Sunday, February 8, 2009

The Two-Party Story

If you follow the mainstream coverage of the economic issues being considered in Washington, I want you to notice how much the media is playing up the two-party story. For example, most of the news reporting on the so-called stimulus bill is not about the bill itself, but about the Republican opposition to it. To make this two-party story seem credible, they don’t mention that the Republican position on the bill is incoherent or that most of the Republicans in Congress aren’t involved in the bill at all.

The news media is focusing much more on the Republicans now than it did on the Democrats a few years ago when the Republicans controlled both houses of Congress and the White House. Is it that the news media likes Republicans better than it likes Democrats? Not at all. The news media likes all affluent viewers or readers of their news reports, or anyone who will support their advertisers. But the news media is pushing the two-party story harder now precisely because the story is so weak. If they didn’t hammer away at that story, and repeat the cliché of the political pendulum every day, no one would pay any attention — and for the media, that is the worst possible result.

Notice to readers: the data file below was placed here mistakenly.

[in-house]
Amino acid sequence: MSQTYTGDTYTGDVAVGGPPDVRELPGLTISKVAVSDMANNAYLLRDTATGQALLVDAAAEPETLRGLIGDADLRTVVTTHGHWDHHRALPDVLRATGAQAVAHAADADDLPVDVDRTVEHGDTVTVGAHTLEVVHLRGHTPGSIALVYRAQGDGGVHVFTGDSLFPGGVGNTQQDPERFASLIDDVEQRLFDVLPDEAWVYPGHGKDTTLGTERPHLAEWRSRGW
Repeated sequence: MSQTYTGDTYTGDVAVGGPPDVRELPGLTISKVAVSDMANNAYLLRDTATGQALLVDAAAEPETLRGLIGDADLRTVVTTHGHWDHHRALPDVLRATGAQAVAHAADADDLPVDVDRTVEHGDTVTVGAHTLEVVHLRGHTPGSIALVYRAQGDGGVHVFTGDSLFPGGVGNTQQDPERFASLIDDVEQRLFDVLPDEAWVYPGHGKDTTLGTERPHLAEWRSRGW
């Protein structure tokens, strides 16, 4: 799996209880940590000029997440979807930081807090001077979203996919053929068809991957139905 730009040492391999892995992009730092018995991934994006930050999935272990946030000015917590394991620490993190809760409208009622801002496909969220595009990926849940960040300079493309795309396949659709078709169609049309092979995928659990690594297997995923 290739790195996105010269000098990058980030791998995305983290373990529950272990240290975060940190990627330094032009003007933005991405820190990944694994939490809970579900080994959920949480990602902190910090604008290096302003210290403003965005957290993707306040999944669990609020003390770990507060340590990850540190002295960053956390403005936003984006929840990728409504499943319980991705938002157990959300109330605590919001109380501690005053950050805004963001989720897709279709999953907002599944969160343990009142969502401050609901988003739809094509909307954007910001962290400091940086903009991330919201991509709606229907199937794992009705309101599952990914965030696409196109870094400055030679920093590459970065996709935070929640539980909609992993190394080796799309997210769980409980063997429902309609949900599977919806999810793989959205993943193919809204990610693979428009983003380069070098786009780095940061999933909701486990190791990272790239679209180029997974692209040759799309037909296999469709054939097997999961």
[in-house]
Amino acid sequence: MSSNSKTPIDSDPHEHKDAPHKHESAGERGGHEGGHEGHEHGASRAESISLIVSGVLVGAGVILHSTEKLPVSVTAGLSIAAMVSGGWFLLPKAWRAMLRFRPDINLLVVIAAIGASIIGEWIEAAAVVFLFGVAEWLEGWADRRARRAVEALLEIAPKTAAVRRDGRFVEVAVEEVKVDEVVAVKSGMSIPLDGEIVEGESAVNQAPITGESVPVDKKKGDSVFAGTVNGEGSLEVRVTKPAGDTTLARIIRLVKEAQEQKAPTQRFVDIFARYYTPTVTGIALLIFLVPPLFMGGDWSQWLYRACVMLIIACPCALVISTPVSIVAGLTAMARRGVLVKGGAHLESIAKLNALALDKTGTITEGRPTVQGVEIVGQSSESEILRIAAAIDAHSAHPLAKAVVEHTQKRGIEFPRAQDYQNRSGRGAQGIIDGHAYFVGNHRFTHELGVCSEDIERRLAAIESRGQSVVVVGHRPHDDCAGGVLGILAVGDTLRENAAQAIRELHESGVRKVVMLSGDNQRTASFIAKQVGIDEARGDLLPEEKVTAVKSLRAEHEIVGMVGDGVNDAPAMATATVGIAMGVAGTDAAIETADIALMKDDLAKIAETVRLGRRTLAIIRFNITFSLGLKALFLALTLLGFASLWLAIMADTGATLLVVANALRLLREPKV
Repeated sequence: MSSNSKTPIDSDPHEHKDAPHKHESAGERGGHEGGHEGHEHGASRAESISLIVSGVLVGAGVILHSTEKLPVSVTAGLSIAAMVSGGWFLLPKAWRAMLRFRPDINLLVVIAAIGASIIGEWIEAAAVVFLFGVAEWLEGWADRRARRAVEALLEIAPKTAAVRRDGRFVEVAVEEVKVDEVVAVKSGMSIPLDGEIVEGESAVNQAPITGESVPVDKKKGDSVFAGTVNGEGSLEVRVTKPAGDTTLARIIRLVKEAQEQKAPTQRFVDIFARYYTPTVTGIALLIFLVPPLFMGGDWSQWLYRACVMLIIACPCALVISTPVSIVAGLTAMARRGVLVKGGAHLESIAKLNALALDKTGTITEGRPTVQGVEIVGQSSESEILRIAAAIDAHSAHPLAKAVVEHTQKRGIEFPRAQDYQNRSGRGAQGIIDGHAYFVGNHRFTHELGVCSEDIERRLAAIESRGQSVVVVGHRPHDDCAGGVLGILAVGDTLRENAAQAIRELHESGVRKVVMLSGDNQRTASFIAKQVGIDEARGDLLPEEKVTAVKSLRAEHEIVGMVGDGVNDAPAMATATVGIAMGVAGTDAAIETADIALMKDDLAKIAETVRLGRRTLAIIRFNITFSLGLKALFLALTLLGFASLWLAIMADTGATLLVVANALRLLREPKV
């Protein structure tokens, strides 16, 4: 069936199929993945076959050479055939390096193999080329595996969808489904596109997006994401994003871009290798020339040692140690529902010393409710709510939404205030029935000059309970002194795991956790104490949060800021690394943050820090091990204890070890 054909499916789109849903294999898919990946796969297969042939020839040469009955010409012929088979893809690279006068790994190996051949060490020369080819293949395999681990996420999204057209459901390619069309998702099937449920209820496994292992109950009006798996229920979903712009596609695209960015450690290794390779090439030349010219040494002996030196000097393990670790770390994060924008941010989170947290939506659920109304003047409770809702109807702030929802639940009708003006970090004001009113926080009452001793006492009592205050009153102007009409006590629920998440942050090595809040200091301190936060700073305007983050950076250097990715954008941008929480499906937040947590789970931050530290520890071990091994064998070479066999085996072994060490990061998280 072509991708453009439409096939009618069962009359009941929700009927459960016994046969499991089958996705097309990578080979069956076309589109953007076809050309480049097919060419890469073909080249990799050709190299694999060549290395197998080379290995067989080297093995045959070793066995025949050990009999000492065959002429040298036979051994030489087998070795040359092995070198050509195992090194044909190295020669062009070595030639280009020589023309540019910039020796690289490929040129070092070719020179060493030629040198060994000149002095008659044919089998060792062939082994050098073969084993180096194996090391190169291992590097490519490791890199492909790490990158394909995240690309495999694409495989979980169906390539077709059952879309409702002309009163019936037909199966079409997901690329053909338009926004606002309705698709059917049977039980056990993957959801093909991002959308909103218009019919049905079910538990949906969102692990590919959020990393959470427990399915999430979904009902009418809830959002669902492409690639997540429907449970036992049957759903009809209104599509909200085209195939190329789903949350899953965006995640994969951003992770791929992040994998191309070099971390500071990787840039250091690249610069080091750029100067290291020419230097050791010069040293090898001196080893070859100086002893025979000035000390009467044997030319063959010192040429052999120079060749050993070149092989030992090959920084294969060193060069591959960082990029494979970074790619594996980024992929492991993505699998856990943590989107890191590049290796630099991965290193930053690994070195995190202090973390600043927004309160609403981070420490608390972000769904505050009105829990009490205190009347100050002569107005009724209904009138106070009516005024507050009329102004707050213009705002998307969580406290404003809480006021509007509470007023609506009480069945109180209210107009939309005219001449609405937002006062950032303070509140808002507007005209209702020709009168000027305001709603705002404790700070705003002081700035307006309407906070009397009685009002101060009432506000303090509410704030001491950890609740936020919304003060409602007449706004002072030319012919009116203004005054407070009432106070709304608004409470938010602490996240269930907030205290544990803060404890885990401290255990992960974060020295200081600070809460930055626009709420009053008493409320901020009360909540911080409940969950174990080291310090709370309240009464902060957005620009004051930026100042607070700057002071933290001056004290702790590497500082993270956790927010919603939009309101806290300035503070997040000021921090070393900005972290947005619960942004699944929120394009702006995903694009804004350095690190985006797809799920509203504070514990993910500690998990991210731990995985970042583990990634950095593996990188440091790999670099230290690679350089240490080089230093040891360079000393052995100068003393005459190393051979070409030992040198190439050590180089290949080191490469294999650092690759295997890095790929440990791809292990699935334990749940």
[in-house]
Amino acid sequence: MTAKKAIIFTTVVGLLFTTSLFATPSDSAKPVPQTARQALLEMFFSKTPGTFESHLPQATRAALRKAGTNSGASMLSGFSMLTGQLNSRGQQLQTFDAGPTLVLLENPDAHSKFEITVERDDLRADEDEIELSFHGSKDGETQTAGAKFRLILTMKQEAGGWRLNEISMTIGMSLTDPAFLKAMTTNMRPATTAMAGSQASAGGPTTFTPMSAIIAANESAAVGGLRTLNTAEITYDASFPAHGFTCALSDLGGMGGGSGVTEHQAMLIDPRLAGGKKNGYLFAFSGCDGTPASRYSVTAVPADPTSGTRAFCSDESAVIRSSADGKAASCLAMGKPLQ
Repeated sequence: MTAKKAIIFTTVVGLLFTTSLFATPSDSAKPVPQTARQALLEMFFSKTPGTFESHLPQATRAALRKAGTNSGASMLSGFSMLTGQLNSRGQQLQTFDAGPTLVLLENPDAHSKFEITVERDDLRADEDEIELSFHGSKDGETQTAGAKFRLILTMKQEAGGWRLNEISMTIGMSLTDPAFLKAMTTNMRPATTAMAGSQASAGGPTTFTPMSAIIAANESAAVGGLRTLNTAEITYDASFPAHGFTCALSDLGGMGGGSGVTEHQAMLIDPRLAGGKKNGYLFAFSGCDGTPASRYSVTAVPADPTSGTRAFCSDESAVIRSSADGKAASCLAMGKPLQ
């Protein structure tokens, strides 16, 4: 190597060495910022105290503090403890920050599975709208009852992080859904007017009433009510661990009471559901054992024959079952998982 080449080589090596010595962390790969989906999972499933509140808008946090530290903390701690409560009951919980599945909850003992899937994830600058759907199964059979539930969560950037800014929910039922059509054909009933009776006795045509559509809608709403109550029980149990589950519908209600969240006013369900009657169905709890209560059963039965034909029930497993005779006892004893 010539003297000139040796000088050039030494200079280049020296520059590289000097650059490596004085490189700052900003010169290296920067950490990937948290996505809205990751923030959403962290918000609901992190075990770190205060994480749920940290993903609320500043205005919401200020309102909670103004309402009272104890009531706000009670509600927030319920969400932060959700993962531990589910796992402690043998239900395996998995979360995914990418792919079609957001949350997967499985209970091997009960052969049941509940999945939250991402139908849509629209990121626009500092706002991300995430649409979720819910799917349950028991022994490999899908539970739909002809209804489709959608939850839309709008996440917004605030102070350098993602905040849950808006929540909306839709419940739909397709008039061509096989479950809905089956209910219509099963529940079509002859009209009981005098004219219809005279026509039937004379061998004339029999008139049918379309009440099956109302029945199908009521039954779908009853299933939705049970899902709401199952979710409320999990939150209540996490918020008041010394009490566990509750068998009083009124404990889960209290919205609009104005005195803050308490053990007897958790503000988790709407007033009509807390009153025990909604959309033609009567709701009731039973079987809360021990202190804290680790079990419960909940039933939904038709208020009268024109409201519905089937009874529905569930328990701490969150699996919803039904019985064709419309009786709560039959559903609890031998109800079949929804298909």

The irony of this is that the reality is more interesting than the hyped-up story you see on the news. By voluntarily disengaging from the legislative process, the Republicans are giving the United States an initial look at one-party government. This is what we are likely to see for many years to come. I am sure the Republicans will eventually decide to go back to work, but they continue to move away from the mainstream and figure to lose ground in future elections because of that. We may have to wait until the country opens up the process to minor parties and independent candidates, or a new political party gains enough traction on the political left to challenge the Democrats. For now, though, this is a good time to see how one-party government can work.